PhD dissertation: Tracking Thermal and Structural Properties of Melt-Freeze Crusts in the Seasonal Snowpack

Shane Haladuick, MSc, Civil Engineering (Avalanche Forecasting), 2014

Alexandra Sinickas, MSc (Civil Engineering, Avalanche Engineering), 2013

For her MSc in Civil Engineering, Alexandra collected field data to validate and improve extreme avalanche runout estimation methods. Alexandra validated a statistical method for determining return periods at different points in the runout zone. She explored systematic errors associated with using geographic information systems to identify slope angles traditionally identified in the field. Alexandra hopes these results reduce uncertainty surrounding extreme avalanche runout and return estimation for hazard mapping and engineering applications.

Prior to coming to the UNiversity of Calgary, Alexandra received her Bachelor of Engineering and Bachelor of Commerce from the University of Melbourne in 2006. She has since worked as a consulting engineer in Australia and Canada, and is working towards her professional registration. Alexandra discovered her interest in avalanche and snow science whilst ski patrolling in Canada and New Zealand. As seems to be the trend with most others in this field, Alexandra skis, hikes, cycles and climbs whenever she can get her hands on a good mountain range.

MSc thesis: Field-based statistical modelling of snow avalanche runout

Shane Haladuick, MSc, Civil Engineering (Avalanche Forecasting), 2014

Ryan Buhler, MSc (Civil Engineering), 2013

Starting in September 2010, Ryan studied the formation of melt-freeze crust over terrain and changes in these crusts, e.g. near-crust faceting, after burial.

MSc thesis: Melt-freeze crust formation and evolution in the Columbia Mountains

Shane Haladuick, MSc, Civil Engineering (Avalanche Forecasting), 2014

Dave Tracz, MSc (Civil Engineering, Snow Avalanches), 2012

For his MSc in Civil Engineering, Dave studied weather and snowpack data related to forecasting for deep slab avalanches. The study concentrated on the three main mountain ranges of southwestern Canada, i.e. the Coast, Columbia and Rocky Mountains..After graduating from high school, Dave went straight to the school of life in Fernie B.C. where he studied such things as Australian accent interpretation, how to live off $5 dollars a day and at the same time gained a healthy appreciation of the dangers associated with living and playing in a mountain environment. He later attended Lakehead University in Thunder Bay Ontario, graduating with a BSc. in Civil Engineering, and then worked for a municipal consulting engineering firm in Calgary, AB.

MSc thesis: Deep snow slab avalanches

Shane Haladuick, MSc, Civil Engineering (Avalanche Forecasting), 2014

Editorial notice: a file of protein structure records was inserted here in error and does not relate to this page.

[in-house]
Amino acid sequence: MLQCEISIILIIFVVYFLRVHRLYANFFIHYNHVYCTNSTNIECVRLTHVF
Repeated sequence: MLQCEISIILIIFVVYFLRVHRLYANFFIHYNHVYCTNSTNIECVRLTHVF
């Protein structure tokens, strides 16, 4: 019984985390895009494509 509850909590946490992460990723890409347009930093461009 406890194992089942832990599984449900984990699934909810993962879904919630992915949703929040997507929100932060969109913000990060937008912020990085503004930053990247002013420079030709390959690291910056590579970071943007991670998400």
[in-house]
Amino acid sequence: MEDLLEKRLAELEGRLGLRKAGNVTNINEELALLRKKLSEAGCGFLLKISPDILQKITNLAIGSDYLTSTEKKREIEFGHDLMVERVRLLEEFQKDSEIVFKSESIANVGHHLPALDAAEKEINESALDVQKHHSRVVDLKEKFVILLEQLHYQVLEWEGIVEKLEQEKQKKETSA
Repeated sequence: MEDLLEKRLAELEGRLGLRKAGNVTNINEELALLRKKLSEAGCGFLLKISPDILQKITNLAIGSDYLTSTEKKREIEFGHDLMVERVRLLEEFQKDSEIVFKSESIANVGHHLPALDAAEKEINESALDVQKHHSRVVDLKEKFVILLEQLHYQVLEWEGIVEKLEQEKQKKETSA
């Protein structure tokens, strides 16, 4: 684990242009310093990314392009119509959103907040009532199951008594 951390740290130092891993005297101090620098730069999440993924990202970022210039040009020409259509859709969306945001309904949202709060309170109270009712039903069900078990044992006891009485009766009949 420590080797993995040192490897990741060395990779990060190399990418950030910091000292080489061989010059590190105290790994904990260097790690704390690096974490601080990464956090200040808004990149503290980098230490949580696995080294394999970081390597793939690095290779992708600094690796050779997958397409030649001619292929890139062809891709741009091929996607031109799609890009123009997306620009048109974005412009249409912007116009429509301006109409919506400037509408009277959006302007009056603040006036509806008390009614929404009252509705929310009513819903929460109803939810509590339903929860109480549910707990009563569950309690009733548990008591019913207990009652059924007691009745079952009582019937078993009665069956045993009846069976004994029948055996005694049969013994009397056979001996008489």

Thomas Exner PhD (Geophysics, Geoscience) 2012

For his PhD in Geoscience, Thomas investigated the effect of daytime warming on stability of dry snow slabs. A major part of this work isnvolved measuring the stress distribution below a skier and its warming related changes, which can have an important influence on skier triggering of avalanches.

Thomas received a MSc in Meteorology from the University of Innsbruck in Austria. When he came to Canada in 2004 he initially worked as a Mountain Guide in the Rockies and gained practical experience doing avalanche control work at a ski hill. When time allows he is still out in the mountains: guiding or playing, as well as teaching avalanche and weather courses.

He completed his PhD in April 2012.

PhD dissertation: Field studies of snowpack stress and deformation due to surface loads and temperature effects

Shane Haladuick, MSc, Civil Engineering (Avalanche Forecasting), 2014

Katherine Johnston, MSc (Civil Engineering, Avalanche Mechanics), 2011

For her MSc in civil engineering, Katherine collected field data to verify and improve extreme runout estimation for avalanche hazard mapping.  Through this work she developed better models for estimating 100 year avalanche runouts for specific regions in the Columbia and Rocky Mountains. Katherine was the 2010 recipient of the Alliance Pipeline Naomi Heffler Scholarship and she was also awarded an Alberta Graduate Student Scholarship in 2011.

Since obtaining her BASc in Geological Engineering from the University of British Columbia in 2003, Katherine has been working as a consulting engineer in western Canada. She is registered as a Professional Engineer in BC and the Yukon. When not hard at work or school, Katherine is hard at play skiing, hiking and biking in the mountains of BC, Yukon and Southeast Alaska.

MSc thesis: Estimating extreme snow avalanche runout for the Columbia mountains and Fernie area of British Columbia, Canada

Shane Haladuick, MSc, Civil Engineering (Avalanche Forecasting), 2014

Cora Shea, PhD (Geoscience, Geophysics), 2011